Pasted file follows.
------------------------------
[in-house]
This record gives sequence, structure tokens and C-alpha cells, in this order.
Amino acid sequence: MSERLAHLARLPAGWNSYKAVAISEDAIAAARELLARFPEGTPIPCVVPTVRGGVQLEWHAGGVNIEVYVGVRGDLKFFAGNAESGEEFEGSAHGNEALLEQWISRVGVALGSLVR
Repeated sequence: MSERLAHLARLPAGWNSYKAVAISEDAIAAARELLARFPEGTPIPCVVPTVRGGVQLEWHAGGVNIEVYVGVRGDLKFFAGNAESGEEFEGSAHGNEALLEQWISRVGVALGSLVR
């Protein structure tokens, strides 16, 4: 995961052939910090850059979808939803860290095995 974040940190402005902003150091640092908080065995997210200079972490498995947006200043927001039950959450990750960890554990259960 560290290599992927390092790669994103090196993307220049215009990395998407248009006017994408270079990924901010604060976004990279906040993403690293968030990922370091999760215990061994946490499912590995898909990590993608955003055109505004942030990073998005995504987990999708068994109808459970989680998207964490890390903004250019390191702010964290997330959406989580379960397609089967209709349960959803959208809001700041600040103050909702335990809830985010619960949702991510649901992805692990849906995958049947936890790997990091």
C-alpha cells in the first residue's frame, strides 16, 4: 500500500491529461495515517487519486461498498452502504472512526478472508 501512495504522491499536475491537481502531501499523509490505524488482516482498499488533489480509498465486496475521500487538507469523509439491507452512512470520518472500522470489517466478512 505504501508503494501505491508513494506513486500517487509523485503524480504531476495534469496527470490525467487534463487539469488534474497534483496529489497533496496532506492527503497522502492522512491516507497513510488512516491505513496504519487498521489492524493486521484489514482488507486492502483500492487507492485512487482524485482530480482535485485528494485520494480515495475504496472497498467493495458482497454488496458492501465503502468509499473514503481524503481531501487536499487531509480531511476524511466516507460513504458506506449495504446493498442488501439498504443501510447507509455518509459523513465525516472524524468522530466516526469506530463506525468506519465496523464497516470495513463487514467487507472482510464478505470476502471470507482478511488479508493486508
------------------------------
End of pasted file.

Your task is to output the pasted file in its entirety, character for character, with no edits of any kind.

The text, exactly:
[in-house]
This record gives sequence, structure tokens and C-alpha cells, in this order.
Amino acid sequence: MSERLAHLARLPAGWNSYKAVAISEDAIAAARELLARFPEGTPIPCVVPTVRGGVQLEWHAGGVNIEVYVGVRGDLKFFAGNAESGEEFEGSAHGNEALLEQWISRVGVALGSLVR
Repeated sequence: MSERLAHLARLPAGWNSYKAVAISEDAIAAARELLARFPEGTPIPCVVPTVRGGVQLEWHAGGVNIEVYVGVRGDLKFFAGNAESGEEFEGSAHGNEALLEQWISRVGVALGSLVR
């Protein structure tokens, strides 16, 4: 995961052939910090850059979808939803860290095995 974040940190402005902003150091640092908080065995997210200079972490498995947006200043927001039950959450990750960890554990259960 560290290599992927390092790669994103090196993307220049215009990395998407248009006017994408270079990924901010604060976004990279906040993403690293968030990922370091999760215990061994946490499912590995898909990590993608955003055109505004942030990073998005995504987990999708068994109808459970989680998207964490890390903004250019390191702010964290997330959406989580379960397609089967209709349960959803959208809001700041600040103050909702335990809830985010619960949702991510649901992805692990849906995958049947936890790997990091």
C-alpha cells in the first residue's frame, strides 16, 4: 500500500491529461495515517487519486461498498452502504472512526478472508 501512495504522491499536475491537481502531501499523509490505524488482516482498499488533489480509498465486496475521500487538507469523509439491507452512512470520518472500522470489517466478512 505504501508503494501505491508513494506513486500517487509523485503524480504531476495534469496527470490525467487534463487539469488534474497534483496529489497533496496532506492527503497522502492522512491516507497513510488512516491505513496504519487498521489492524493486521484489514482488507486492502483500492487507492485512487482524485482530480482535485485528494485520494480515495475504496472497498467493495458482497454488496458492501465503502468509499473514503481524503481531501487536499487531509480531511476524511466516507460513504458506506449495504446493498442488501439498504443501510447507509455518509459523513465525516472524524468522530466516526469506530463506525468506519465496523464497516470495513463487514467487507472482510464478505470476502471470507482478511488479508493486508